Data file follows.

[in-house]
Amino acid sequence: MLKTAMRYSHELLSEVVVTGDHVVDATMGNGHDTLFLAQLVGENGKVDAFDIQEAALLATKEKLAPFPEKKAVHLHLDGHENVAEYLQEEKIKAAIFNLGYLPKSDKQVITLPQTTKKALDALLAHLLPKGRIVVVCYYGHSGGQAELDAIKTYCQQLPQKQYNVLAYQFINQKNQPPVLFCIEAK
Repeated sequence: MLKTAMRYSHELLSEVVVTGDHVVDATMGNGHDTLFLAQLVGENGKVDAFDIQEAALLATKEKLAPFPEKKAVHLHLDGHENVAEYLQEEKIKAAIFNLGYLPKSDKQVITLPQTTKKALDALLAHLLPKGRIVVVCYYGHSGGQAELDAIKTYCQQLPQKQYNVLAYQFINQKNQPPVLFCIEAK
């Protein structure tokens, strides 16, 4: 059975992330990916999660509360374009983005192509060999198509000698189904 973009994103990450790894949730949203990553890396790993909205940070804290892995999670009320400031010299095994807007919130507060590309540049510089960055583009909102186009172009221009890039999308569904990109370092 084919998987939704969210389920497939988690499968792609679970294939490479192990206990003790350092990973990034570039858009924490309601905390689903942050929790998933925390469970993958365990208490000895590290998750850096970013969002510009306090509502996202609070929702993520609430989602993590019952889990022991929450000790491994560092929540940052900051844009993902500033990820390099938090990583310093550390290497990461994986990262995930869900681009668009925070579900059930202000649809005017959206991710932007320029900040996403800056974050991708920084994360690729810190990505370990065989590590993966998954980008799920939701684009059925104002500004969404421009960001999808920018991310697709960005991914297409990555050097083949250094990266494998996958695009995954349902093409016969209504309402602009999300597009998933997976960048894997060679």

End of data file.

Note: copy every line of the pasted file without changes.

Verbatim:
[in-house]
Amino acid sequence: MLKTAMRYSHELLSEVVVTGDHVVDATMGNGHDTLFLAQLVGENGKVDAFDIQEAALLATKEKLAPFPEKKAVHLHLDGHENVAEYLQEEKIKAAIFNLGYLPKSDKQVITLPQTTKKALDALLAHLLPKGRIVVVCYYGHSGGQAELDAIKTYCQQLPQKQYNVLAYQFINQKNQPPVLFCIEAK
Repeated sequence: MLKTAMRYSHELLSEVVVTGDHVVDATMGNGHDTLFLAQLVGENGKVDAFDIQEAALLATKEKLAPFPEKKAVHLHLDGHENVAEYLQEEKIKAAIFNLGYLPKSDKQVITLPQTTKKALDALLAHLLPKGRIVVVCYYGHSGGQAELDAIKTYCQQLPQKQYNVLAYQFINQKNQPPVLFCIEAK
């Protein structure tokens, strides 16, 4: 059975992330990916999660509360374009983005192509060999198509000698189904 973009994103990450790894949730949203990553890396790993909205940070804290892995999670009320400031010299095994807007919130507060590309540049510089960055583009909102186009172009221009890039999308569904990109370092 084919998987939704969210389920497939988690499968792609679970294939490479192990206990003790350092990973990034570039858009924490309601905390689903942050929790998933925390469970993958365990208490000895590290998750850096970013969002510009306090509502996202609070929702993520609430989602993590019952889990022991929450000790491994560092929540940052900051844009993902500033990820390099938090990583310093550390290497990461994986990262995930869900681009668009925070579900059930202000649809005017959206991710932007320029900040996403800056974050991708920084994360690729810190990505370990065989590590993966998954980008799920939701684009059925104002500004969404421009960001999808920018991310697709960005991914297409990555050097083949250094990266494998996958695009995954349902093409016969209504309402602009999300597009998933997976960048894997060679």